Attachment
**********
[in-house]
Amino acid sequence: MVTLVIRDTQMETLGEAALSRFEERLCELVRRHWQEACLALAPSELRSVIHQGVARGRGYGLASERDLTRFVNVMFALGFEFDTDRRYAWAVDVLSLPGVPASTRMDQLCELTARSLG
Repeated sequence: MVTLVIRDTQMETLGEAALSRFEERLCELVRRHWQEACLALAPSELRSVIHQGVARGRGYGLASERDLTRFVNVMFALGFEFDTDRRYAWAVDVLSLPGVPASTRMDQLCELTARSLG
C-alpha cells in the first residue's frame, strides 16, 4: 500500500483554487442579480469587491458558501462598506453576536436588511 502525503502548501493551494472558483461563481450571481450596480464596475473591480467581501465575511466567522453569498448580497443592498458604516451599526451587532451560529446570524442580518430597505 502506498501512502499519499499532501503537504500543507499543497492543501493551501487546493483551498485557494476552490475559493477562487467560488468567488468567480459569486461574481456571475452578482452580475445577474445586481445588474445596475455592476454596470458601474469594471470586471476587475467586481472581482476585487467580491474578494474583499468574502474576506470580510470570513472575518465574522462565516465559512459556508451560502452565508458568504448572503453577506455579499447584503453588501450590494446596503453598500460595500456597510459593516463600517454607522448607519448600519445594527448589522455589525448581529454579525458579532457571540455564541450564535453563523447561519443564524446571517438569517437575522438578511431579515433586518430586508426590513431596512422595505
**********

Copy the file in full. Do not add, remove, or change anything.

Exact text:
[in-house]
Amino acid sequence: MVTLVIRDTQMETLGEAALSRFEERLCELVRRHWQEACLALAPSELRSVIHQGVARGRGYGLASERDLTRFVNVMFALGFEFDTDRRYAWAVDVLSLPGVPASTRMDQLCELTARSLG
Repeated sequence: MVTLVIRDTQMETLGEAALSRFEERLCELVRRHWQEACLALAPSELRSVIHQGVARGRGYGLASERDLTRFVNVMFALGFEFDTDRRYAWAVDVLSLPGVPASTRMDQLCELTARSLG
C-alpha cells in the first residue's frame, strides 16, 4: 500500500483554487442579480469587491458558501462598506453576536436588511 502525503502548501493551494472558483461563481450571481450596480464596475473591480467581501465575511466567522453569498448580497443592498458604516451599526451587532451560529446570524442580518430597505 502506498501512502499519499499532501503537504500543507499543497492543501493551501487546493483551498485557494476552490475559493477562487467560488468567488468567480459569486461574481456571475452578482452580475445577474445586481445588474445596475455592476454596470458601474469594471470586471476587475467586481472581482476585487467580491474578494474583499468574502474576506470580510470570513472575518465574522462565516465559512459556508451560502452565508458568504448572503453577506455579499447584503453588501450590494446596503453598500460595500456597510459593516463600517454607522448607519448600519445594527448589522455589525448581529454579525458579532457571540455564541450564535453563523447561519443564524446571517438569517437575522438578511431579515433586518430586508426590513431596512422595505